Reflections: A view of the Arts & Ideas Festival on the Green

The Arts & Ideas Festival is international in scope, using the unique geography of New Haven as a venue through which to showcase artists and academics from around the globe. But on a recent Saturday, in the heart of downtown, these roles were reversed as the festival played host while New Haven showed off a little of what it has to offer. That day saw a day-long showcase of musicians, dancers, and community groups from New Haven and across the state in the form of two performance stages and a line of family-oriented activity tents.

Kicking off the day was the sixth annual Channel 1 Block Party on Temple Street, hosted by New Haven's Channel 1 Showroom & Gallery. From noon till six, the street filled with the sounds and movement of DJs, break dancers, and live sets from Waterbury's Sketch tha Cataclysm and New Haven's Political Animals. Two mural walls were gradually covered by the intricate chaos of graffiti art, with special guest and legendary New York artist Cey Adams watching from the wings.

“This generation is becoming more homogenized, more separated,” says Channel 1 co-owner Lou Cox, recalling the diversity of the neighborhood block parties he experienced during his youth in New Haven. “The idea is to do one of these in every neighborhood in town, and at the end of the summer do one big event to bring everyone together. This is the kick-off for all that.”

Leslie Cohen, Cox's wife and other Channel 1 co-owner, puts it perhaps more succinctly when she says, “People walk by who might never see another break dance competition in their lives.”

At the Family Stage across the Green the afternoon saw a line-up of world music acts including Connecticut's Oboe Duo Agosto with Yovianna García, folk group Echo Ugunda from East Africa by way of Wesleyan University, and the Jolly Beggars, a Celtic band out of Hartford.

While the Beggars played upbeat arrangements of traditional Irish songs about the Troubles and conflict with the English, the tent hosted by New Haven organization Promoting Enduring Peace saw 5th grade students from the King/Robinson School performing a self-penned song entitled “Save the World,” with heartfelt lyrics pleading for an end to violence and warfare. Balloons were given free to children, on the sides of which were drawn symbols of peace in magic marker.

“It's a festival about Arts and Ideas, and we're really blending each,” said one volunteer, “You'd be amazed how many kids know how to make a peace sign. Even the really little ones.”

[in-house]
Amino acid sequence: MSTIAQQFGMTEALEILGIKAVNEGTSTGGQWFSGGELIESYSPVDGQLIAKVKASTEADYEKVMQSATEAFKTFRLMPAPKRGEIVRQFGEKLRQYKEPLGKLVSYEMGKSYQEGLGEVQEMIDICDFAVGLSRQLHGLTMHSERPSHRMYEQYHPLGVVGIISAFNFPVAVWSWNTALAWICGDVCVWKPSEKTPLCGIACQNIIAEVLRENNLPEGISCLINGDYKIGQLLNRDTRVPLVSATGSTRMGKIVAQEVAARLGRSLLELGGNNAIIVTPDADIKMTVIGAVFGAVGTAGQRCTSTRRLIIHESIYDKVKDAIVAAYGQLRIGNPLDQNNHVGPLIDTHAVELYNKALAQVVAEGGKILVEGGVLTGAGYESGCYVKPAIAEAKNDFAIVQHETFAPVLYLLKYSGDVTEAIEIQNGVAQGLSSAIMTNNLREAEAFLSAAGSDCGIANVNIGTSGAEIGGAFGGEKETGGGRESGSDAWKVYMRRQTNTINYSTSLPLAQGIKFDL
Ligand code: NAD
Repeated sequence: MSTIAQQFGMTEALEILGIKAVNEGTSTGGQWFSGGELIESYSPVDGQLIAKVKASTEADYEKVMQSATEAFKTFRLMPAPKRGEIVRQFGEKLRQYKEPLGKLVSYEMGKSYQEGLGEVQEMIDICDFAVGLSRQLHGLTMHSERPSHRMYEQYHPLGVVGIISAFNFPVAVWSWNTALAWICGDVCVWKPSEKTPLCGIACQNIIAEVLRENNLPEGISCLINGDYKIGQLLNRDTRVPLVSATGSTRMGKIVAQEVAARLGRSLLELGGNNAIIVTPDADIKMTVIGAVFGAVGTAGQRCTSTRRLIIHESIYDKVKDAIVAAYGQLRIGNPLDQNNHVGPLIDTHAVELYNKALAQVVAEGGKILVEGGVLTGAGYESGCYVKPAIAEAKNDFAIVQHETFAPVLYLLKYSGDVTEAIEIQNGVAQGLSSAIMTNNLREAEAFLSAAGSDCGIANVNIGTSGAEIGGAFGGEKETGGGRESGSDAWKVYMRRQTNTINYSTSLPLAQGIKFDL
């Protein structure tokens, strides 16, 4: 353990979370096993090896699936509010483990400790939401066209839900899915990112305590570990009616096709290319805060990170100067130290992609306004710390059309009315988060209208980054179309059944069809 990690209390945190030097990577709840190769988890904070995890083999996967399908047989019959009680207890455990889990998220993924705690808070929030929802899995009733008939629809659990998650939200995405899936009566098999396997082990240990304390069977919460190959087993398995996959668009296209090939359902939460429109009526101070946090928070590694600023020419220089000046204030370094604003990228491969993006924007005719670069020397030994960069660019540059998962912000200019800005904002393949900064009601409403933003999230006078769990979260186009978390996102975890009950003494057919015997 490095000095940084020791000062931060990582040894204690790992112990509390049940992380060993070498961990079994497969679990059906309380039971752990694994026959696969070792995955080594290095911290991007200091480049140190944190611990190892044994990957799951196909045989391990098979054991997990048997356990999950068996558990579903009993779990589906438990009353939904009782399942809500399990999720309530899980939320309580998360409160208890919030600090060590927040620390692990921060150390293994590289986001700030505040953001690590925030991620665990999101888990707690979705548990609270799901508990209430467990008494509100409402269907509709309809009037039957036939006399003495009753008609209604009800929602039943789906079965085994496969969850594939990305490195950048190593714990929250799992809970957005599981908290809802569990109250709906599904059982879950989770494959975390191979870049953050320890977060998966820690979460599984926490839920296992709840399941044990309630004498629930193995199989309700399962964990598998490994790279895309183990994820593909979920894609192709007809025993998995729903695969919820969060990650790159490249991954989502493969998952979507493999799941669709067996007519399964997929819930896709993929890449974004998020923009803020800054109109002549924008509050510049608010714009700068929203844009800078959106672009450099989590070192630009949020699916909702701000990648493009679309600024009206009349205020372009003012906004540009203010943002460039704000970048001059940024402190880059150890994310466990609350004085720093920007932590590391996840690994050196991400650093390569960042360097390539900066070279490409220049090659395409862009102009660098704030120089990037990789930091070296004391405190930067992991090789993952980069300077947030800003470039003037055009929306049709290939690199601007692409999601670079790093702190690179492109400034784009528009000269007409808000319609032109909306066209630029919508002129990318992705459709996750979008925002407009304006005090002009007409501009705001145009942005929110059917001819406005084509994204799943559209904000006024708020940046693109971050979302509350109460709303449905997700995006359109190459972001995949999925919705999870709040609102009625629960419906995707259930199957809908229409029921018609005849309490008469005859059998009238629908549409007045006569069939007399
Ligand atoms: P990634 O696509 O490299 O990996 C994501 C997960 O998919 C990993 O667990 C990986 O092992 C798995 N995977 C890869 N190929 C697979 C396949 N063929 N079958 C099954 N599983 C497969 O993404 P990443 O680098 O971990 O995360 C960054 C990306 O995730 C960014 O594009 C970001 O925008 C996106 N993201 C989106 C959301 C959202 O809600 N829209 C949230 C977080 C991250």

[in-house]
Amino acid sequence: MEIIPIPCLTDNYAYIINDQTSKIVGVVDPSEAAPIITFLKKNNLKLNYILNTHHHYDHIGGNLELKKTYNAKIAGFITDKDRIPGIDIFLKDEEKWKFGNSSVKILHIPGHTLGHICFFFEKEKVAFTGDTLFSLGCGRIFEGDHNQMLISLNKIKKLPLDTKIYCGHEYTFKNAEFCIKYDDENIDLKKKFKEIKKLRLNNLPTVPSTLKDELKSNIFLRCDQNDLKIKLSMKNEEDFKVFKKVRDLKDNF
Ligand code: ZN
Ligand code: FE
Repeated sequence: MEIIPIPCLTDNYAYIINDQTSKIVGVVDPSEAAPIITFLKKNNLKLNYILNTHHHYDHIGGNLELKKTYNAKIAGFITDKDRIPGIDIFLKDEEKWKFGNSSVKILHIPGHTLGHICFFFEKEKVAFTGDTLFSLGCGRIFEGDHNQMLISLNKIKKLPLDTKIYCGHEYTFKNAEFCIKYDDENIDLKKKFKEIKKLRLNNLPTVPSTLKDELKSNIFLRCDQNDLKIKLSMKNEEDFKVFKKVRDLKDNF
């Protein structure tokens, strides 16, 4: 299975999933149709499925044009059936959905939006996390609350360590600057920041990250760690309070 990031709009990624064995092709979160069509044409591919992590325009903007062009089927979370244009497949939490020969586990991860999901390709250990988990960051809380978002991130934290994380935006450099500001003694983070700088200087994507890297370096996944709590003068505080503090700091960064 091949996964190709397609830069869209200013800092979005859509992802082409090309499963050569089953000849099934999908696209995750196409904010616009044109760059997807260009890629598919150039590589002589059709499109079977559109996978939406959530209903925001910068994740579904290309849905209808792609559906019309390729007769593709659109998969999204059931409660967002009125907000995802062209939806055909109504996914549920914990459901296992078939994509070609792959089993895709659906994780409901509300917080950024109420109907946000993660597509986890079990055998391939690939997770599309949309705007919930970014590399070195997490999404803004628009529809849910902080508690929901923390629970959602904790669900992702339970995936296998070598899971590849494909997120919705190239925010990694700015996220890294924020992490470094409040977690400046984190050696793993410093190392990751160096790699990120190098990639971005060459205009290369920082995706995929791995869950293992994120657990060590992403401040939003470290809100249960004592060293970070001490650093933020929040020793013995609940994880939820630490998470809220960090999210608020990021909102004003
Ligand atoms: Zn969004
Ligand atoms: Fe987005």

Next door at the West Haven Students Art Show artwork from K-5 students at West Haven Head Start was displayed, with father and son volunteers Kenny and Kenny Jr. providing free coloring and origami lessons (this reporter made a somewhat functional flapping crane). “We need art shows for kids,” said Kenny the elder, in his seventh year bringing just that to Arts & Ideas. “We need to support the arts in our communities and our school, to support our art teachers and show kids that this is important. This is a great outlet.”

The day’s main attractions were a series of dance performances on the Elm Street Stage, kicking off with a series of series of pieces by students of the New Haven Ballet. Of particular note was a piece by New York based choreographer and performance artist Katie Rose McLaughlin. In a man’s suit from the waist up and wearing only white briefs from the waist down, McLaughlin performed an interpretive dance set to a monologue that ranged from academic lecture to free verse poetry to post-modern exercises in self-reference, read live by a man seated far stage right. The performance was refreshingly unique, and would have seemed more at home in an after-hours gallery than the main stage of “Weekend Afternoons.” Nevertheless old men, young children and scatterings in between sat on the grass and watched, rapt.

University of New Haven students Eric, Paul, Nicole, and John caught McLaughlin’s set front and center after coming down to Arts & Ideas to break the monotony of their summer break. “This shows New Haven has a lot of personality,” said Eric of the festival, a native of Milford, New Hampshire. “There's more than just its reputation as a violent place, there's culture here. It's really changed my opinion of the town.”

“I feel like people who are born and raised in Connecticut a lot of times are afraid to come into New Haven,” said New York native Maxine, voicing a similar sentiment. “This brings people in.”

She checked out the Elm Street Stage with her sister Sara, a Bethany transplant, and Sara’s neighbor Mauren. “We came for the music,” said Sara. “The acts are interesting,” agreed Mauren. “There's so much to see.”

The trio chatted and indulged in with wine and hors d'oeuvres laid out in front of their camp chairs as dusk began to settle and the dense crowd got ready for the main event, a performance by New Haven’s favorite Gypsy- swing export Caravan of Thieves and Grammy-winning Black roots band the Carolina Chocolate Drops.

Maxine beamed, “I love it, it reminds me of something in Central Park.”

Why are we doing this? Click here to find out more.


Remote Happiness: David Lang's 'love fail' is a meditation on love